High Jump Alumni Scholars (Scholars who have completed the full two-year program) then have the opportunity to participate in continued programming throughout high school, including high school transition support, academic enrichment, social-emotional learning, and college counseling to select a right-fit college and graduate within six years. While High Jump’s program model focuses the majority of the attention on a Scholars’ middle grade years, High Jump creates a supportive community for alumni to keep coming back to long after they graduate from middle school. Annually, we serve over 500 Alumni Scholars.

Population(s) Served
Children and youth
Economically disadvantaged people
Children and youth
Economically disadvantaged people
Children and youth
Economically disadvantaged people

Where we work

External assessments

Evaluated via the Impact Genome Project (2019)

Goals & Strategy

SOURCE: Self-reported by organization

Learn about the organization's key goals, strategies, capabilities, and progress.

Charting impact

Four powerful questions that require reflection about what really matters - results.

High Jump seeks to provide the foundation of academic and life skills that each student needs to be successful in high school, college, and beyond. Our program goals and objectives are:
- To help students gain access to, and prepare for success in, rigorous boarding, parochial, public and independent college preparatory high schools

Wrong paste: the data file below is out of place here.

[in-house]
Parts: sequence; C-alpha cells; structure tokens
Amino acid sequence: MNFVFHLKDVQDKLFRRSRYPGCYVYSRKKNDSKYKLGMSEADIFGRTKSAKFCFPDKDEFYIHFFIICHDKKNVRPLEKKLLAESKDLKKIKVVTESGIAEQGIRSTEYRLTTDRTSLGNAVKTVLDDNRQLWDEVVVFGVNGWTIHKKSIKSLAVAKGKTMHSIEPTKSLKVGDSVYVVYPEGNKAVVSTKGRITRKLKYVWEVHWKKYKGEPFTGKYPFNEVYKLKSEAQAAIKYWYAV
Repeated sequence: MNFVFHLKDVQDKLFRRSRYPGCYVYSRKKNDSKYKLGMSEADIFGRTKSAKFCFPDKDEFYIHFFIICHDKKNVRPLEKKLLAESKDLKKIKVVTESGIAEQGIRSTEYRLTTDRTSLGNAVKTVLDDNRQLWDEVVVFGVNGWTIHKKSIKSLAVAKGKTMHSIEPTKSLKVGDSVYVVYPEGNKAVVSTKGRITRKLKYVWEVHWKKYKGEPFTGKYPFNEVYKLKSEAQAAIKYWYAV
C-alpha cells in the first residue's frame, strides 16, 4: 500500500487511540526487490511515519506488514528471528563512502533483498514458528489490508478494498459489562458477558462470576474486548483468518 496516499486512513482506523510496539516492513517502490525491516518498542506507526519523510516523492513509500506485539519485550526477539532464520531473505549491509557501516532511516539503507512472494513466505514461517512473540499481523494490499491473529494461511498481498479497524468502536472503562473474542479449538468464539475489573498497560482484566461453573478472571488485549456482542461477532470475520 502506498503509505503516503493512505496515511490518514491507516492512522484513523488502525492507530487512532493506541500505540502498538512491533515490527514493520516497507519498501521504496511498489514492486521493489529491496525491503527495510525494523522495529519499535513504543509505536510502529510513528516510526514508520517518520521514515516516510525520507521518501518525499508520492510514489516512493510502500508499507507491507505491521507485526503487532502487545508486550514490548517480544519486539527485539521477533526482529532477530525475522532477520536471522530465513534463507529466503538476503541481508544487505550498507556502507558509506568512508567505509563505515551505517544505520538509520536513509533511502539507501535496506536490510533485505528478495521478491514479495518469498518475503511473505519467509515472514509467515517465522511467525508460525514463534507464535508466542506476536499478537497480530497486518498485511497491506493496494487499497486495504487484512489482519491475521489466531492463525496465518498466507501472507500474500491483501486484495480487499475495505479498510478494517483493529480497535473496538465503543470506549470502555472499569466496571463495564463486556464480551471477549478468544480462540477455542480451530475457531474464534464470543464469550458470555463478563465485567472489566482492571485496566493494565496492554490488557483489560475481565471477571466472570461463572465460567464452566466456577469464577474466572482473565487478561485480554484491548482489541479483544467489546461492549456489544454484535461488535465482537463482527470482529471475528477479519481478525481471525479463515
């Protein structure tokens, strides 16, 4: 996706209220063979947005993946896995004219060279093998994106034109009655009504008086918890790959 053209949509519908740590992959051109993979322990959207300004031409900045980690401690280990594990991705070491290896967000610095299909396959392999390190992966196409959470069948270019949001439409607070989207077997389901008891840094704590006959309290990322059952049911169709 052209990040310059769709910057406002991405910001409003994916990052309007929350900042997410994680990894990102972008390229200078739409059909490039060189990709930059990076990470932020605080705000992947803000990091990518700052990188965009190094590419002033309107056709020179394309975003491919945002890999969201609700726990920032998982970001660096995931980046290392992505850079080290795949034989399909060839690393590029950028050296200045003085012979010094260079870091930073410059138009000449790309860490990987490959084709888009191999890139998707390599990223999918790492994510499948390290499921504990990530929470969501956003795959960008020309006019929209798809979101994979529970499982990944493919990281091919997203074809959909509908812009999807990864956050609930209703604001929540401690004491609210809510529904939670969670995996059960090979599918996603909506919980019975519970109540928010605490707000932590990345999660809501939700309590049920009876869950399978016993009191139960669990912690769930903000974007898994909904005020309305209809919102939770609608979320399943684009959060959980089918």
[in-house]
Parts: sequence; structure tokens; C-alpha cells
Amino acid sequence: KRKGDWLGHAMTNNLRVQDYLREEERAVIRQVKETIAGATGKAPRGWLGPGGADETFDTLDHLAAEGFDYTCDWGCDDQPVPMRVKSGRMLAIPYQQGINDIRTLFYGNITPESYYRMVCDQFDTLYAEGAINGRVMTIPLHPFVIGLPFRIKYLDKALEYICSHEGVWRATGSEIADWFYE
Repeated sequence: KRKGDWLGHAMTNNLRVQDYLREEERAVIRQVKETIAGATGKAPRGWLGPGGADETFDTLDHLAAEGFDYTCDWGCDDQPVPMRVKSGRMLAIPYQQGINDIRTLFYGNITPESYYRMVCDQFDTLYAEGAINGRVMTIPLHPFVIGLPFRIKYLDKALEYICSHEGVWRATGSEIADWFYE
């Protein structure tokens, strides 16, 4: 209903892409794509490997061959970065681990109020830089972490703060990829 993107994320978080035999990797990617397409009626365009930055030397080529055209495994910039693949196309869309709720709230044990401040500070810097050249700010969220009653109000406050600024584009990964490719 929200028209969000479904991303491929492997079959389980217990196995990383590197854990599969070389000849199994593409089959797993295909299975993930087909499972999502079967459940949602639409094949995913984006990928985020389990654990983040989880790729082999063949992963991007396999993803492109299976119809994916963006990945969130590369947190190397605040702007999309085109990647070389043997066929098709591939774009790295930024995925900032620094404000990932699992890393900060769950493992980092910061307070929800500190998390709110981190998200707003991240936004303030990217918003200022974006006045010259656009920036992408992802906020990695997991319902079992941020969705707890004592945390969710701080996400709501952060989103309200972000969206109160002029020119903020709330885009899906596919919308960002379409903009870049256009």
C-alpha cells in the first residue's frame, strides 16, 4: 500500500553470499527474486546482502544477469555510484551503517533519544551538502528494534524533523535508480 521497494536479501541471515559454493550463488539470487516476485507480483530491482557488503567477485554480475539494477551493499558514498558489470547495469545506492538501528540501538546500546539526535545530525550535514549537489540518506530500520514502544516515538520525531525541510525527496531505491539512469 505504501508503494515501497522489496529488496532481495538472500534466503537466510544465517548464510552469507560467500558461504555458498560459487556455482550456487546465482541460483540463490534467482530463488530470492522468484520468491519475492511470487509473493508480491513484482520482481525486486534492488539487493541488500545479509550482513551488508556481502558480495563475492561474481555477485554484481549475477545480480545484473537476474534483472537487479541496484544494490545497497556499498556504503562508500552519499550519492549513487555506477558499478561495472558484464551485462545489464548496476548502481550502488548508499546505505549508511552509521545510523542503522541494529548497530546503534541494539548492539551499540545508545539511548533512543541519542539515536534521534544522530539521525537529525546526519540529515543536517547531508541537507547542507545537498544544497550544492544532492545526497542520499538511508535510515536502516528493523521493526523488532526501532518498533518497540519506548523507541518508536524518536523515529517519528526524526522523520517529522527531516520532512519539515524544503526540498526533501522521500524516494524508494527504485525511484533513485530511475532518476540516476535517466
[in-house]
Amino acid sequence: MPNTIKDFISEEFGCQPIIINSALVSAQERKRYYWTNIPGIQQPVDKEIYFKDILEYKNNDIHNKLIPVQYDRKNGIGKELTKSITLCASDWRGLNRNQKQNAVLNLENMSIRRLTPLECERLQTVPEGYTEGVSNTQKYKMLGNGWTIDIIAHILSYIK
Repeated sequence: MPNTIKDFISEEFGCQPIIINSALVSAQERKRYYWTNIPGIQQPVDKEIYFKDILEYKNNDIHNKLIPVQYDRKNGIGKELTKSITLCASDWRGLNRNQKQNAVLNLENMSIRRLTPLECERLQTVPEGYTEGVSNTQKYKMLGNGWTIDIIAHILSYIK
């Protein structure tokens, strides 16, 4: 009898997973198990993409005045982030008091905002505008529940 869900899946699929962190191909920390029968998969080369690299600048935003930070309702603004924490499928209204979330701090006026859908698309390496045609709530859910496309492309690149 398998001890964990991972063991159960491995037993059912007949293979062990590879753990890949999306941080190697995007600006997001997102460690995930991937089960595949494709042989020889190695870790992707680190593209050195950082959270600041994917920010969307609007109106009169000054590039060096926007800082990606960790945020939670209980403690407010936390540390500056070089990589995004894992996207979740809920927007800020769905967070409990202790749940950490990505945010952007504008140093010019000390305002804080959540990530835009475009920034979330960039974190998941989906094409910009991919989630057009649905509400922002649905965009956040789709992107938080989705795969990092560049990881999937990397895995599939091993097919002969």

- To provide an educational setting in which it is safe to be smart and rewarding to work hard
- To introduce students to a diverse cultural environment
- To empower High Jump students and families to successfully exercise high school choice
- To introduce High Jump families to financial aid options and scholarship opportunities

Rigorous academics, leadership development, powerful networks, and high school choice are the four pillars of High Jump’s program:

- Rigorous Academics: The academic instruction that students receive at High Jump enhances their critical thinking and problem solving skills. Students benefit from small classes of no more than 15 students and take advanced coursework in math, science, humanities, writing, visual and performing arts, social studies, and physical education.

- Leadership Development: High Jump’s instructional approach fosters independence, analytical thinking, self-advocacy, and self-expression through our leadership development course, Learners & Leaders, daily interaction with near-peer role models, and discussions with professionals from a wide range of fields at the program’s annual career day.

- Powerful Peer Networks: The High Jump culture provides students with a powerful peer network that is designed to inspire in its students both a love for learning and the discipline to excel academically. High Jump also hires near-peer teaching assistants who are High Jump alumni and can model what high school and college success looks like.

- High School Selection: During the eighth grade year, students focus on their high school selection process. High Jump provides extensive high school admissions and financial aid counseling for students and their families, in addition to exam prep classes. During our annual High School Fair, students and their parents have an opportunity to meet with representatives from over 35 boarding, parochial, independent, and public college preparatory schools from across the city and country.